Re: [Gnome-print] Re: GnomeFont state of affairs
- From: Lauris Kaplinski <lauris kaplinski com>
- To: Wolfgang Sourdeau <wolfgang ultim net>
- cc: Sean Thomas Middleditch <sean middleditch iname com>, Miguel de Icaza <miguel helixcode com>, gnome-devel-list gnome org, gnome-print helixcode com
- Subject: Re: [Gnome-print] Re: GnomeFont state of affairs
- Date: Sat, 17 Jun 2000 15:26:19 +0200 (CEST)
On Sat, 17 Jun 2000, Wolfgang Sourdeau wrote:
> La plume légère, à Fri, Jun 16, 2000 at 04:11:00PM -0400, heure d'inpiration,
> Sean Thomas Middleditch écrivait en ces mots:
> > > Miguel de Icaza <email@example.com> writes: >
> > > > I think we need parity of goals here. My goal is to make GNOME
> > > > succeed, to make it ubiquitous, and to make it the best desktop
> > > > environment in the world. So I am doing everything I can to make that
> > > > happen.
> > > >
> > >
> > > That's a stupid goal. The goal should be to make free software
> > > succeed. GNOME is a means to an end. Don't lose sight of that.
> Both goals could be achieved together. When GNOME will be totally integrated
> in the GNU system (which would be a way of separate GNU from UNIX, for the
> better), the GNOME libraries could become as important as the C library.
Still, at the current stage of development Gnome has chosen to support
proprietary systems too. Either such support has to be dropped, or
separate glue libraries have to be written for those, or we need political
decision that now it is the time of other vendors to emulate GNU, not of
GNU to try being compatible with others.
> Therefore, my question is, why don't you just reduce the amount of libraries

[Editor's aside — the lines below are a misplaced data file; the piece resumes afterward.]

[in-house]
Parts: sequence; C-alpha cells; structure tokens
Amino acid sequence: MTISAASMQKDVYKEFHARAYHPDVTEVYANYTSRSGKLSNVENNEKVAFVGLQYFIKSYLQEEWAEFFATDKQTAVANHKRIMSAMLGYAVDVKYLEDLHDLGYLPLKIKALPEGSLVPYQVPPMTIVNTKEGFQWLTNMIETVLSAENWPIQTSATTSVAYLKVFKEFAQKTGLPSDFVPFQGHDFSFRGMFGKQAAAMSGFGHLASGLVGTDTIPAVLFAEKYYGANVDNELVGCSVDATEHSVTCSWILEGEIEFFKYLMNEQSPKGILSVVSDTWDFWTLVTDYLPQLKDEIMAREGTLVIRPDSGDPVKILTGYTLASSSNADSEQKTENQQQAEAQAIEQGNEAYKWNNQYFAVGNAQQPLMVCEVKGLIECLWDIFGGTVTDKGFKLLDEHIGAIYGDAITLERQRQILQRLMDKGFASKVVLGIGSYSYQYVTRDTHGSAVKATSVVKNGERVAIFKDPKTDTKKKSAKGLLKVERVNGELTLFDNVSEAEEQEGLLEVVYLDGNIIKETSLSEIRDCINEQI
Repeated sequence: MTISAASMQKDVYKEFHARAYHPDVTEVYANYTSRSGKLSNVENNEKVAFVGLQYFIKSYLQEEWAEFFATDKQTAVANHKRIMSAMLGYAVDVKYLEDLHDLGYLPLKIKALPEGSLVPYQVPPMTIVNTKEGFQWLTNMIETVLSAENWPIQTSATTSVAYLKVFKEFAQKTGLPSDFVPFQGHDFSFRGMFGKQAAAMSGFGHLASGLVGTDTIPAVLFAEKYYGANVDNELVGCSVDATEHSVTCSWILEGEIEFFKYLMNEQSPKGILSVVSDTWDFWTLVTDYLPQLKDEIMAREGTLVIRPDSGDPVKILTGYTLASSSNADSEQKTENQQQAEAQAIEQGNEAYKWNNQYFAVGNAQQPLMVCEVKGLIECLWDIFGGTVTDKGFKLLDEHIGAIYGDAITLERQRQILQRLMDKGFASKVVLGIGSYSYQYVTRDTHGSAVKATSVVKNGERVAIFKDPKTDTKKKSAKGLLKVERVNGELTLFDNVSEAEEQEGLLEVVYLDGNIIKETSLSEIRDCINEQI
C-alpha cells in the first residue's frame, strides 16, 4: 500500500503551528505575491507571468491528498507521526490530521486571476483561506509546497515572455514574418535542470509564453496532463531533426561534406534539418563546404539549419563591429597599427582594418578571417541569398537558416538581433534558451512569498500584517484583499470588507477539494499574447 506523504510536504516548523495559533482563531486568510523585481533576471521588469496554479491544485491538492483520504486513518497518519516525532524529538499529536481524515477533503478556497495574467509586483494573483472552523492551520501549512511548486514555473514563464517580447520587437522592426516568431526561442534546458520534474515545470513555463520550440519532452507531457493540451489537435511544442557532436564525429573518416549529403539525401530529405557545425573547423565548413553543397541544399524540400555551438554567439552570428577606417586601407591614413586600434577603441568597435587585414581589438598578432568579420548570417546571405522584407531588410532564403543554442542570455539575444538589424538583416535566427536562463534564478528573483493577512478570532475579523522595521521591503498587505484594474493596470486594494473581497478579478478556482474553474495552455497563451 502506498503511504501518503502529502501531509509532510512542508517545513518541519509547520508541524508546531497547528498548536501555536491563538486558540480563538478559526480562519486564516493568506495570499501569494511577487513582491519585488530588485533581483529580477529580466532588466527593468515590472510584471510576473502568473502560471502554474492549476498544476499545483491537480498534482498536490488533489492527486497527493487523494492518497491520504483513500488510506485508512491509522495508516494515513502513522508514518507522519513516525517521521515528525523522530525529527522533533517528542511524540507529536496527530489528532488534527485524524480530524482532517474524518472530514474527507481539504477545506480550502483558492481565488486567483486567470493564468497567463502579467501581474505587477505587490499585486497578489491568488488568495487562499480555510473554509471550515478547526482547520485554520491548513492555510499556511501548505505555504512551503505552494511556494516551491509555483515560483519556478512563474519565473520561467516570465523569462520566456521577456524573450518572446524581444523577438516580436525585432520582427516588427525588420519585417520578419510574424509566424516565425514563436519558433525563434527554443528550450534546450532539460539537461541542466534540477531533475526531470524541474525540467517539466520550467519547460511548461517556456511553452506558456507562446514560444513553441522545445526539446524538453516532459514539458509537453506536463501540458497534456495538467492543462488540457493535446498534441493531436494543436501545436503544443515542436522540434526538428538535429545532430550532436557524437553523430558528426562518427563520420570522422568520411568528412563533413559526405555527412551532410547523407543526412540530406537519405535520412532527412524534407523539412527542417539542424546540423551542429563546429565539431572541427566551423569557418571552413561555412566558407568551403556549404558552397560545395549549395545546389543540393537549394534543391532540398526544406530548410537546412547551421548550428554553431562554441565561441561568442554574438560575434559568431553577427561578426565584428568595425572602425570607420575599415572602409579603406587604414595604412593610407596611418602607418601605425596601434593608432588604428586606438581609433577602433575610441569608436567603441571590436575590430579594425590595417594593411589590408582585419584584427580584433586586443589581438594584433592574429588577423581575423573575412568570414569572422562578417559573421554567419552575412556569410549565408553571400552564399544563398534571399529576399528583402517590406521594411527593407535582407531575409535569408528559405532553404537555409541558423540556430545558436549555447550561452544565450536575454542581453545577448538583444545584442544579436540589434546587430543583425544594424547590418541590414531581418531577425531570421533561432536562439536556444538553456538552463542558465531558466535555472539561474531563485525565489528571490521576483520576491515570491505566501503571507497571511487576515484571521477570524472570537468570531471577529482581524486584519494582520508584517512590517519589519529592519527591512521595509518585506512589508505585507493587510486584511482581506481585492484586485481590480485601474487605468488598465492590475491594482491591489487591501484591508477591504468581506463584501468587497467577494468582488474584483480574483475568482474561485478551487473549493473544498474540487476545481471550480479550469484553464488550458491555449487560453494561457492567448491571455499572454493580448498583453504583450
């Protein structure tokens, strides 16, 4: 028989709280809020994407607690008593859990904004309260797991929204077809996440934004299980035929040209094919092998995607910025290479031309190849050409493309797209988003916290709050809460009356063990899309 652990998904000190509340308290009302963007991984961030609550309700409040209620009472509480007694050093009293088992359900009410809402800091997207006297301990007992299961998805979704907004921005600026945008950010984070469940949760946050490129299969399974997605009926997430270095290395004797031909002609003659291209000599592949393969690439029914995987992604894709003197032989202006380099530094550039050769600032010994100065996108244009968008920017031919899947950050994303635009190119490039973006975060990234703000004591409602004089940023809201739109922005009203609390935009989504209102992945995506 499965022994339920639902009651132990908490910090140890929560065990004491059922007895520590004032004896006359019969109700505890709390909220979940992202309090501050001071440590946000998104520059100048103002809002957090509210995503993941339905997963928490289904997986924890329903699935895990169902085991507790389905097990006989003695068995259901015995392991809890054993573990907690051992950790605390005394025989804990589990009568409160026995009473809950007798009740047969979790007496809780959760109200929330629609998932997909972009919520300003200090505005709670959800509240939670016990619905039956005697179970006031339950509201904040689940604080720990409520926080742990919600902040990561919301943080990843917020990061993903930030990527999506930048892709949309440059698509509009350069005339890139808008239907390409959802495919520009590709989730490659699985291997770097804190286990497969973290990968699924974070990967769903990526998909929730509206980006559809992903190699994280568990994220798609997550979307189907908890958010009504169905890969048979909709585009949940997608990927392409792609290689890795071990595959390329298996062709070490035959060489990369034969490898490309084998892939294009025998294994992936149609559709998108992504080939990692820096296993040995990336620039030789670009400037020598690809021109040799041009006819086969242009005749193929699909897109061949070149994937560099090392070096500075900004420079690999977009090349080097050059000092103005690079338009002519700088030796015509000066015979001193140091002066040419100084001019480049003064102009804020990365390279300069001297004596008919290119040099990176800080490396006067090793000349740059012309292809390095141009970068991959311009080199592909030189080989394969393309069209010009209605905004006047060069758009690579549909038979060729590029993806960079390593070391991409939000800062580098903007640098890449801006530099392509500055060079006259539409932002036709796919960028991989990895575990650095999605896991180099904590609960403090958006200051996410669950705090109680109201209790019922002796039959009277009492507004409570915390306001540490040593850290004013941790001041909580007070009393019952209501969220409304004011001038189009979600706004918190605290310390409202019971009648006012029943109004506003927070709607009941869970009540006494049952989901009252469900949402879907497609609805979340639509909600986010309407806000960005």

> and merge a couple together.
> Every library which was released to due the GNOME project should not especially
> be part of a big libgnome; every library could probably be merged in
> common libraries depending on its "nature".
> Obviously, this "nature" has to be defined.
Modular system is just easier to upgrade and modify. GNU (is Not Unix) at
all, so it should be trivial to port Gnome to some future architecture,
having very different C library.
> But for example, libgnome and bonobo could be merged together since they are
> non-graphical (GNOME) system libraries. GTK should be kept independent since
> it could be used as just an X toolkit, but libgnomeui could include other
> Why don't we merge the ORBit libraries together... Is it required to have
> libgnorba, liboaf, etc independent of it? Wasn't ORBit designed just for
Still I think, we have to make differences between technical and
ideological dependencies. There is IMHO no inherent evil in having huge
dependency lists, as long as those are handled by few
meta-packages. Strictly speaking, most your applications depend on Gnome
1.2, although techically they depend on 20-50 different libraries.
> Following what I could perceived from some discussions I had with Richard
> Stallman, GNOME is definitely the way to go. (The GNU Projects need to be
> integrated as much as possible...)
This needs the aforementioned political decision.
Also the GNU projects includes people with very different backgrounds and
experience lists. For many hacking some mega-library is simply too hard to
start with - gettings hands dirty with some little thing is much easier
and the possibility of breaking other things is much smaller.
Just imagine idea changing some function behaviour slightly in libc - I
would dare not to do/experiment with it just to see, what happens. I would
be forced to study most of C library, to completely understand its
functioning etc. If hacking libgnome, I can at least be sure, my console
apps will continue working. Changing libc requires carefully set up build
environment, at least. etc.
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